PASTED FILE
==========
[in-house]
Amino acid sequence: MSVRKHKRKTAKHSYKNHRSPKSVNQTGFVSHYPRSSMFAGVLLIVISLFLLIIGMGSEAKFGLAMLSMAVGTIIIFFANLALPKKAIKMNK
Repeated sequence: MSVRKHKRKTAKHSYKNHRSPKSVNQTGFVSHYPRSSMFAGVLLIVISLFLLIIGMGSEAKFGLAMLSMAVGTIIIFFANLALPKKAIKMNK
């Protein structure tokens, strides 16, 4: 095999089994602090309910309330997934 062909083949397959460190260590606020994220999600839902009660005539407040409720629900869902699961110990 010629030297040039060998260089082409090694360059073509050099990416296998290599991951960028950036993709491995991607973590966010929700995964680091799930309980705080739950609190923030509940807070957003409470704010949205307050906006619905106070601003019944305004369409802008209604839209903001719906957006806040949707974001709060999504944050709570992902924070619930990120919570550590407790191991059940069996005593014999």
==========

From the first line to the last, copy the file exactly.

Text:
[in-house]
Amino acid sequence: MSVRKHKRKTAKHSYKNHRSPKSVNQTGFVSHYPRSSMFAGVLLIVISLFLLIIGMGSEAKFGLAMLSMAVGTIIIFFANLALPKKAIKMNK
Repeated sequence: MSVRKHKRKTAKHSYKNHRSPKSVNQTGFVSHYPRSSMFAGVLLIVISLFLLIIGMGSEAKFGLAMLSMAVGTIIIFFANLALPKKAIKMNK
């Protein structure tokens, strides 16, 4: 095999089994602090309910309330997934 062909083949397959460190260590606020994220999600839902009660005539407040409720629900869902699961110990 010629030297040039060998260089082409090694360059073509050099990416296998290599991951960028950036993709491995991607973590966010929700995964680091799930309980705080739950609190923030509940807070957003409470704010949205307050906006619905106070601003019944305004369409802008209604839209903001719906957006806040949707974001709060999504944050709570992902924070619930990120919570550590407790191991059940069996005593014999």